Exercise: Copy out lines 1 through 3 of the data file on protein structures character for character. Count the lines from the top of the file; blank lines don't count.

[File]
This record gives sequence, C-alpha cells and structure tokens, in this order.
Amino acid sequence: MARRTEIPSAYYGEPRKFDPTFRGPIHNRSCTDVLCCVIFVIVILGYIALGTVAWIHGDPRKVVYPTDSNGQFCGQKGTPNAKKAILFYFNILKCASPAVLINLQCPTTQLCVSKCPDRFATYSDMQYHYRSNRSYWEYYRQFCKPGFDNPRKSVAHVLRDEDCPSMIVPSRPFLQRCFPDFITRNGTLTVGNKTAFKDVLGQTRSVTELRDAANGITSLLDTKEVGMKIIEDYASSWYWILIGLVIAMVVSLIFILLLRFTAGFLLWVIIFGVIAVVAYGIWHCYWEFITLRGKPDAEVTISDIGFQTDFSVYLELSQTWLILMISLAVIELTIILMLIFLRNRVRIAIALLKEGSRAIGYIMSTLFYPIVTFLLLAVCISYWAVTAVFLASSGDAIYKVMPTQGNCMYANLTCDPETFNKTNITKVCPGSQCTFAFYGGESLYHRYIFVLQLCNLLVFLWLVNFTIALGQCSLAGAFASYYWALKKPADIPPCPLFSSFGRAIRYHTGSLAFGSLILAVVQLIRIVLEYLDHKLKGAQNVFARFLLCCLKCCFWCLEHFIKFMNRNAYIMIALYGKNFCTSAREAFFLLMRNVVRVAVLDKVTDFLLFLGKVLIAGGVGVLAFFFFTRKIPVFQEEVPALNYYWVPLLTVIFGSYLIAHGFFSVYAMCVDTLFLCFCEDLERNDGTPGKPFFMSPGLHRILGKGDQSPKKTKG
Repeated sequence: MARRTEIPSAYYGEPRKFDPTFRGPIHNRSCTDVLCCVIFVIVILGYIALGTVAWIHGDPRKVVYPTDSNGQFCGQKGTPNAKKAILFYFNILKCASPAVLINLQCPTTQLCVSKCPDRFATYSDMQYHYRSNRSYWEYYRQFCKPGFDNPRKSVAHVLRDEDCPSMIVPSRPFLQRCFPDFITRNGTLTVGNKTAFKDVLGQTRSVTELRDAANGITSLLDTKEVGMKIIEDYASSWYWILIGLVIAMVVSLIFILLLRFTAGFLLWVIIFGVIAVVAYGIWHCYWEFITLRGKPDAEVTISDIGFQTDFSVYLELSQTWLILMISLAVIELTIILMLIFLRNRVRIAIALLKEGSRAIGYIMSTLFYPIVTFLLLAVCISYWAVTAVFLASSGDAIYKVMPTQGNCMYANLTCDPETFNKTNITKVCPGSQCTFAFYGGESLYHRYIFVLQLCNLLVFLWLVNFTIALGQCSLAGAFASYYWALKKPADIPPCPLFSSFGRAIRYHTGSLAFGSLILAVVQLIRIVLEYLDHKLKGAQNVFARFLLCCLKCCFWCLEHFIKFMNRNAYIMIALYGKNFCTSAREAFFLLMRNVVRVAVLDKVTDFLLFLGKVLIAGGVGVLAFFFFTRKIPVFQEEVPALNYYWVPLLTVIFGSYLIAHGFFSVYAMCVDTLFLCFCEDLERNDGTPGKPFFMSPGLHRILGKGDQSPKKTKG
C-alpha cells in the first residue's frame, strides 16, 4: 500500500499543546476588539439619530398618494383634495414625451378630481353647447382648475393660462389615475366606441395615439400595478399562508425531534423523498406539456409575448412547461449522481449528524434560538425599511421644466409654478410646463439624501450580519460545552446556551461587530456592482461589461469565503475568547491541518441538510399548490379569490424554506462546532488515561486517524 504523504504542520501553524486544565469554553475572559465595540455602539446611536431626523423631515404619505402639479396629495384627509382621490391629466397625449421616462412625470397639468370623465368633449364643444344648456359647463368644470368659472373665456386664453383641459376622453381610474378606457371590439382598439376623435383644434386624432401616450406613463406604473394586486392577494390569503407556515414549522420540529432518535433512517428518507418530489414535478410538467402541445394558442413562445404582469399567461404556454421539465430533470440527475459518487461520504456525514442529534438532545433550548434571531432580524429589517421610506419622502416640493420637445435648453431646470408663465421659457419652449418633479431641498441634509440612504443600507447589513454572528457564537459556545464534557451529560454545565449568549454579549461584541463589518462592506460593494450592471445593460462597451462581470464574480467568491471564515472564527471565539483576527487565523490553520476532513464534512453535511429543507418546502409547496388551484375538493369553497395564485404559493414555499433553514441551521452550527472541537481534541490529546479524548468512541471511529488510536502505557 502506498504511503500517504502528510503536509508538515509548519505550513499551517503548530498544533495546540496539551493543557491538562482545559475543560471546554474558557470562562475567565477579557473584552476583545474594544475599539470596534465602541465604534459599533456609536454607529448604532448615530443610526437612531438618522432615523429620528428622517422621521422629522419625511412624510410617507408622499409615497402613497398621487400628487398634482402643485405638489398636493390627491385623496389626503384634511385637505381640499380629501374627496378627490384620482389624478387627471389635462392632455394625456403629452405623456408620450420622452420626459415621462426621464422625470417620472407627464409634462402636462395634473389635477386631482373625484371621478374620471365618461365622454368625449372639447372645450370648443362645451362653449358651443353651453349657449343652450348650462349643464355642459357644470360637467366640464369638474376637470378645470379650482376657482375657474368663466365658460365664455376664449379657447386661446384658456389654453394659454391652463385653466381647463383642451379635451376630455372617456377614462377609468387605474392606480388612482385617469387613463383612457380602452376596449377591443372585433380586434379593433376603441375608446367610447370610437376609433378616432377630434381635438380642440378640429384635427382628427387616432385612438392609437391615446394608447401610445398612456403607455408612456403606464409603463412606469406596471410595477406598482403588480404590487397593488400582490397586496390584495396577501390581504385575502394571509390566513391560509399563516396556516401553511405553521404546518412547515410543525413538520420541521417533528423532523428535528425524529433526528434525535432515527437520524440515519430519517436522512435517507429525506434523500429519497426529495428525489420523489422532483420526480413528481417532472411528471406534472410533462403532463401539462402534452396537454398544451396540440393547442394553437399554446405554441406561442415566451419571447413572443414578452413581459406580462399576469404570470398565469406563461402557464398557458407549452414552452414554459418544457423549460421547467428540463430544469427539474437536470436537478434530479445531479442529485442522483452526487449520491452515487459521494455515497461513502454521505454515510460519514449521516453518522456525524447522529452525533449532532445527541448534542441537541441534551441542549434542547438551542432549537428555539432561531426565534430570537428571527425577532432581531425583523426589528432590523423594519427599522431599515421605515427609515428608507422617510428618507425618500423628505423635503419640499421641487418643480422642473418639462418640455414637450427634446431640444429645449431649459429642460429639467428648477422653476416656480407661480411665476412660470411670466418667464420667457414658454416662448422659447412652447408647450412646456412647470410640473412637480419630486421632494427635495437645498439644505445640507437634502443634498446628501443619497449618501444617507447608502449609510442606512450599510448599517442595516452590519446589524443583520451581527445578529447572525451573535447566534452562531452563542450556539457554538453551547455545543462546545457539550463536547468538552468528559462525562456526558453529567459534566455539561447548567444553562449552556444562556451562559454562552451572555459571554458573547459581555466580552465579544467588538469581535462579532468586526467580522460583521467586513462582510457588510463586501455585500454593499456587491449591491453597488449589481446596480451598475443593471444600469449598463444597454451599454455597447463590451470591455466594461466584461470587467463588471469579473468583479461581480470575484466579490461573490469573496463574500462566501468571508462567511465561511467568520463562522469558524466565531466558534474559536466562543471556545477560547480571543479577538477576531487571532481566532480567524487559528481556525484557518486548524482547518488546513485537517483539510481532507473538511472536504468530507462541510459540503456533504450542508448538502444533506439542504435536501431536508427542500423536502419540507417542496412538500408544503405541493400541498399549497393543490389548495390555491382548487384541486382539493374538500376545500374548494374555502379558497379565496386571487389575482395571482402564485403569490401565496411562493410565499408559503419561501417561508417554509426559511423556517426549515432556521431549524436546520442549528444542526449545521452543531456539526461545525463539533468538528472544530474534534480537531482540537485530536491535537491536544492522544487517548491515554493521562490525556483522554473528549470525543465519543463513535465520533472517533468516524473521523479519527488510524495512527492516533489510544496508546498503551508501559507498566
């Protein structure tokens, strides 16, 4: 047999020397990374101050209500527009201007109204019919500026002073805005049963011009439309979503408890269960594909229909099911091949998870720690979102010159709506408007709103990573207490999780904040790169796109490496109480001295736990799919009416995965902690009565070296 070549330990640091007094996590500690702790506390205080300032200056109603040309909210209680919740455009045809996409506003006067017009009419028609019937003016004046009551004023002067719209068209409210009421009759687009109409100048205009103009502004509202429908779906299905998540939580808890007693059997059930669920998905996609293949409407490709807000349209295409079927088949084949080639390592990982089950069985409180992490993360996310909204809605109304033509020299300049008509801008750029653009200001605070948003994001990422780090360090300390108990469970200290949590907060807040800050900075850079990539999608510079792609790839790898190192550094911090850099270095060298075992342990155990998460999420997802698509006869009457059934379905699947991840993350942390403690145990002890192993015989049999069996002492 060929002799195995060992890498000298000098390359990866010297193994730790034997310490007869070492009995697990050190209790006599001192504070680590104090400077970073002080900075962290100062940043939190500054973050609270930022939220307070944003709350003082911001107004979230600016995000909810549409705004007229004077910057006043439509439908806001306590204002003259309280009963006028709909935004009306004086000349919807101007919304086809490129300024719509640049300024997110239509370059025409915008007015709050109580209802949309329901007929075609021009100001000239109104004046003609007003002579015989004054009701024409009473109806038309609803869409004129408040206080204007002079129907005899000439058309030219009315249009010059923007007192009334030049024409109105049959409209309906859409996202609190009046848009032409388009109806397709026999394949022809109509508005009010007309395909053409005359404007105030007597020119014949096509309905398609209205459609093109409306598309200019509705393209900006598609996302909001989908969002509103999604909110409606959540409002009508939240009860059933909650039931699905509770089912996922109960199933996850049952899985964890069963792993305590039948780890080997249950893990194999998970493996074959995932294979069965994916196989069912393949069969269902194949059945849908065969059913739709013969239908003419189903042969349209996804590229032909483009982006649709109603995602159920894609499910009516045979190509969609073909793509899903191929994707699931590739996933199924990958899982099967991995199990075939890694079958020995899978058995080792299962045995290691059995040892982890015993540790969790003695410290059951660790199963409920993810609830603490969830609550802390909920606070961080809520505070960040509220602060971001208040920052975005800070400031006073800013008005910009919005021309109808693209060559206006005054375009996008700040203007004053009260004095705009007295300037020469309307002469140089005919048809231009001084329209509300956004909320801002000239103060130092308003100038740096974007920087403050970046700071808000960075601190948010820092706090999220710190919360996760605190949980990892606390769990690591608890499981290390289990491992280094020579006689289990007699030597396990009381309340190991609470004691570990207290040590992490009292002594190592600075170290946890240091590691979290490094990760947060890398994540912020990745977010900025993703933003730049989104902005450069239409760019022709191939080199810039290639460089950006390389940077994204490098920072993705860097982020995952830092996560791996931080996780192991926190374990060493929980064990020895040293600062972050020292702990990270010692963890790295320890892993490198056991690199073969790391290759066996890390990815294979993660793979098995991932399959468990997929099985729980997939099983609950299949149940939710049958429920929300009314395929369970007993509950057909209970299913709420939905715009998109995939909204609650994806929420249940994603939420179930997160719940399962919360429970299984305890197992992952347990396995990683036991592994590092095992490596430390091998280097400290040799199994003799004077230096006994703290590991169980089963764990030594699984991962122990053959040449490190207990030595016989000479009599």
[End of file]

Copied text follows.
This record gives sequence, C-alpha cells and structure tokens, in this order.
Amino acid sequence: MARRTEIPSAYYGEPRKFDPTFRGPIHNRSCTDVLCCVIFVIVILGYIALGTVAWIHGDPRKVVYPTDSNGQFCGQKGTPNAKKAILFYFNILKCASPAVLINLQCPTTQLCVSKCPDRFATYSDMQYHYRSNRSYWEYYRQFCKPGFDNPRKSVAHVLRDEDCPSMIVPSRPFLQRCFPDFITRNGTLTVGNKTAFKDVLGQTRSVTELRDAANGITSLLDTKEVGMKIIEDYASSWYWILIGLVIAMVVSLIFILLLRFTAGFLLWVIIFGVIAVVAYGIWHCYWEFITLRGKPDAEVTISDIGFQTDFSVYLELSQTWLILMISLAVIELTIILMLIFLRNRVRIAIALLKEGSRAIGYIMSTLFYPIVTFLLLAVCISYWAVTAVFLASSGDAIYKVMPTQGNCMYANLTCDPETFNKTNITKVCPGSQCTFAFYGGESLYHRYIFVLQLCNLLVFLWLVNFTIALGQCSLAGAFASYYWALKKPADIPPCPLFSSFGRAIRYHTGSLAFGSLILAVVQLIRIVLEYLDHKLKGAQNVFARFLLCCLKCCFWCLEHFIKFMNRNAYIMIALYGKNFCTSAREAFFLLMRNVVRVAVLDKVTDFLLFLGKVLIAGGVGVLAFFFFTRKIPVFQEEVPALNYYWVPLLTVIFGSYLIAHGFFSVYAMCVDTLFLCFCEDLERNDGTPGKPFFMSPGLHRILGKGDQSPKKTKG
Repeated sequence: MARRTEIPSAYYGEPRKFDPTFRGPIHNRSCTDVLCCVIFVIVILGYIALGTVAWIHGDPRKVVYPTDSNGQFCGQKGTPNAKKAILFYFNILKCASPAVLINLQCPTTQLCVSKCPDRFATYSDMQYHYRSNRSYWEYYRQFCKPGFDNPRKSVAHVLRDEDCPSMIVPSRPFLQRCFPDFITRNGTLTVGNKTAFKDVLGQTRSVTELRDAANGITSLLDTKEVGMKIIEDYASSWYWILIGLVIAMVVSLIFILLLRFTAGFLLWVIIFGVIAVVAYGIWHCYWEFITLRGKPDAEVTISDIGFQTDFSVYLELSQTWLILMISLAVIELTIILMLIFLRNRVRIAIALLKEGSRAIGYIMSTLFYPIVTFLLLAVCISYWAVTAVFLASSGDAIYKVMPTQGNCMYANLTCDPETFNKTNITKVCPGSQCTFAFYGGESLYHRYIFVLQLCNLLVFLWLVNFTIALGQCSLAGAFASYYWALKKPADIPPCPLFSSFGRAIRYHTGSLAFGSLILAVVQLIRIVLEYLDHKLKGAQNVFARFLLCCLKCCFWCLEHFIKFMNRNAYIMIALYGKNFCTSAREAFFLLMRNVVRVAVLDKVTDFLLFLGKVLIAGGVGVLAFFFFTRKIPVFQEEVPALNYYWVPLLTVIFGSYLIAHGFFSVYAMCVDTLFLCFCEDLERNDGTPGKPFFMSPGLHRILGKGDQSPKKTKG